His comments came as hospital consultants walked out at 7am on Tuesday in a 48-hour protest over pay. They will be joined on Wednesday by junior doctors, who will strike for three days in a major escalation of the dispute with the Government.
Health experts said it was “likely to be the biggest walkout the NHS has ever seen” and would put more patients at risk than any other strike in living memory. It is the first joint strike by consultants and junior doctors in the history of the NHS.
The Government is planning to extend its “minimum service levels”, which passed into law in July, to the NHS, probably from the start of next year. This would require doctors and other NHS staff to provide “Christmas Day cover,” including emergency care and for cancer patients needing treatment.
Mr Barclay said he had decided to act after national leaders of the British Medical Association, the doctors’ union, wrecked previous efforts, agreed on a local basis between hospital chiefs and union representatives, to ensure adequate medical cover during strikes.
Mr Barclay told LBC radio: “Because of the militancy of the national BMA committee, they refused to agree what had been agreed locally. So that makes it very difficult for NHS leaders to plan. It makes it very uncertain for patients. So what we’re putting in place through the consultation is getting the safety net between recognising people’s fair right to strike, but also for time-critical services in hospital, things like chemotherapy, things like dialysis, ensuring that those are protected as minimum service levels.”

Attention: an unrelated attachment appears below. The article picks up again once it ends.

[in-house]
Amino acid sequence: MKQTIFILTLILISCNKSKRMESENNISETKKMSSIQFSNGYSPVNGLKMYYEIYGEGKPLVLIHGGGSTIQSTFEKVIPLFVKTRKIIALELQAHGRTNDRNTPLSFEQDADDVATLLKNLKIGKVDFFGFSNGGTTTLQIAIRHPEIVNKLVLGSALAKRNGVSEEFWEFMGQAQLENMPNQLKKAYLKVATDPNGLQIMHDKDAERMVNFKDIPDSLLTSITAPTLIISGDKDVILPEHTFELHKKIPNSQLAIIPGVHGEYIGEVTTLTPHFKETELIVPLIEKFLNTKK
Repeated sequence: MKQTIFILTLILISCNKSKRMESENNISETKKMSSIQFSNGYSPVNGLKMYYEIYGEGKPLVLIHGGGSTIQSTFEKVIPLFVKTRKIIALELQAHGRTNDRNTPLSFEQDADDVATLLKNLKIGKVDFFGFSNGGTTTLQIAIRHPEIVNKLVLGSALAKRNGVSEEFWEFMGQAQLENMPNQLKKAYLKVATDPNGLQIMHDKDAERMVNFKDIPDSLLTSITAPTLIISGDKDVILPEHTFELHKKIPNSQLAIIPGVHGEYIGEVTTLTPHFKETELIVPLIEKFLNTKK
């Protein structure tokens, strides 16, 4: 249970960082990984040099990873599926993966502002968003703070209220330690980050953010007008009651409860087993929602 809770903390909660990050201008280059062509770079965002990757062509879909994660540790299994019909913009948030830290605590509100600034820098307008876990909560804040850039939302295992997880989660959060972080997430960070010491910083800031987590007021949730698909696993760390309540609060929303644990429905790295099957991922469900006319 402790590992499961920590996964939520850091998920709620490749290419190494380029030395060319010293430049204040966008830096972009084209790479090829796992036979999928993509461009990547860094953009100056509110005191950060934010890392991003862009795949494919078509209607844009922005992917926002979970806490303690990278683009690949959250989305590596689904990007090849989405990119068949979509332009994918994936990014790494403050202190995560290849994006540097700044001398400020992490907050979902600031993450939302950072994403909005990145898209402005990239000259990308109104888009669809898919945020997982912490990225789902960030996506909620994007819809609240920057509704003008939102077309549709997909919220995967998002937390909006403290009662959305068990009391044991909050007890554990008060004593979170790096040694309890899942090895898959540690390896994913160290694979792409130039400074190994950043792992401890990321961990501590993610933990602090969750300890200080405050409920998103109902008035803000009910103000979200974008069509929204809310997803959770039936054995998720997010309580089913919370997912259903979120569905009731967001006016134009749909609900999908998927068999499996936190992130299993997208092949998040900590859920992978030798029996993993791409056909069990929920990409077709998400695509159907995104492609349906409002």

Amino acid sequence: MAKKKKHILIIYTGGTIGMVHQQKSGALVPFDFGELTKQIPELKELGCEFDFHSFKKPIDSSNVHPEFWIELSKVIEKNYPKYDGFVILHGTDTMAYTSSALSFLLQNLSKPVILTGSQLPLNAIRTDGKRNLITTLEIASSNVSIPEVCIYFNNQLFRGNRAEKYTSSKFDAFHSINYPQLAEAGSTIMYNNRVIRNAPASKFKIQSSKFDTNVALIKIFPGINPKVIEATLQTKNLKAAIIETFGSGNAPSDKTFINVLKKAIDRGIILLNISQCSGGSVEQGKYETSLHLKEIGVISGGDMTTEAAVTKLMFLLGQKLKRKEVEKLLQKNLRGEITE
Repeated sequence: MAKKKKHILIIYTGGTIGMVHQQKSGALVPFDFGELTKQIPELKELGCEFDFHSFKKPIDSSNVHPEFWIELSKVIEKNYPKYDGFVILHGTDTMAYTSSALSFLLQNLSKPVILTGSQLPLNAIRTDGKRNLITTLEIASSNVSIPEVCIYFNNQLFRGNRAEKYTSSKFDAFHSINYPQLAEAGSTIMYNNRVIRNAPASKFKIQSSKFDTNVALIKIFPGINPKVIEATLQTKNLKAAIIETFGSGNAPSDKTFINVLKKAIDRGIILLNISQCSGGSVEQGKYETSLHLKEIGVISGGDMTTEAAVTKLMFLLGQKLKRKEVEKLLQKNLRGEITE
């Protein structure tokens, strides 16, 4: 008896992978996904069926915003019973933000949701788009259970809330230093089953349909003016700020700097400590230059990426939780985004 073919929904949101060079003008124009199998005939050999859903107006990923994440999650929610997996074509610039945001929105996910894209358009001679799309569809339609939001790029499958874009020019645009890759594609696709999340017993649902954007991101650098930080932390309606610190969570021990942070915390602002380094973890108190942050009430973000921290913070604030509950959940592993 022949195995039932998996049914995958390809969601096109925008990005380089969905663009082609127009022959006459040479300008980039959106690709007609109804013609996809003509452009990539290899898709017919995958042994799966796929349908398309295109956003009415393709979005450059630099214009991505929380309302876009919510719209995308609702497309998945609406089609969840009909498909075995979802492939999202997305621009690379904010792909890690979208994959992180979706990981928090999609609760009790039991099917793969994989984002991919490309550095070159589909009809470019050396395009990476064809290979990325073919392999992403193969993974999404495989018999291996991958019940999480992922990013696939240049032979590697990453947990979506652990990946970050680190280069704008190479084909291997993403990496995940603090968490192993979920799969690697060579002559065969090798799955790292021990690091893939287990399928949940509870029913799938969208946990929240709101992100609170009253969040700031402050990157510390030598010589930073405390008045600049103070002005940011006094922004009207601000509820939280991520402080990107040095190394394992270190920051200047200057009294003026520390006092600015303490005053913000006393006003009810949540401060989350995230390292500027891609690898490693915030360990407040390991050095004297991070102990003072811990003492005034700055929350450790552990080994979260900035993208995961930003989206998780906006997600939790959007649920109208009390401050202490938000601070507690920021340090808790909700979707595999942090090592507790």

However, the move threatens to worsen relations between medics and ministers, according to Saffron Cordery, deputy chief executive of NHS Providers.
She said: “This legislation — as well as the consultation announced today — doesn’t address any of the issues underlying current strike action, including dissatisfaction with pay and working conditions.”
Strikes began 10 months ago and further walkouts are planned on October 2-4, coinciding with the Tory party conference.
About 900,000 patient appointments have had to be cancelled since strikes began.
Junior doctors want a pay rise of 35 per cent but have been offered 8.8 per cent. Consultants have been offered six per cent.
BMA chief Professor Phil Banfield said the union already ensured minimum levels of staff and threats that could see individuals sacked if they do not comply with the new laws “feel like a kick in the teeth.”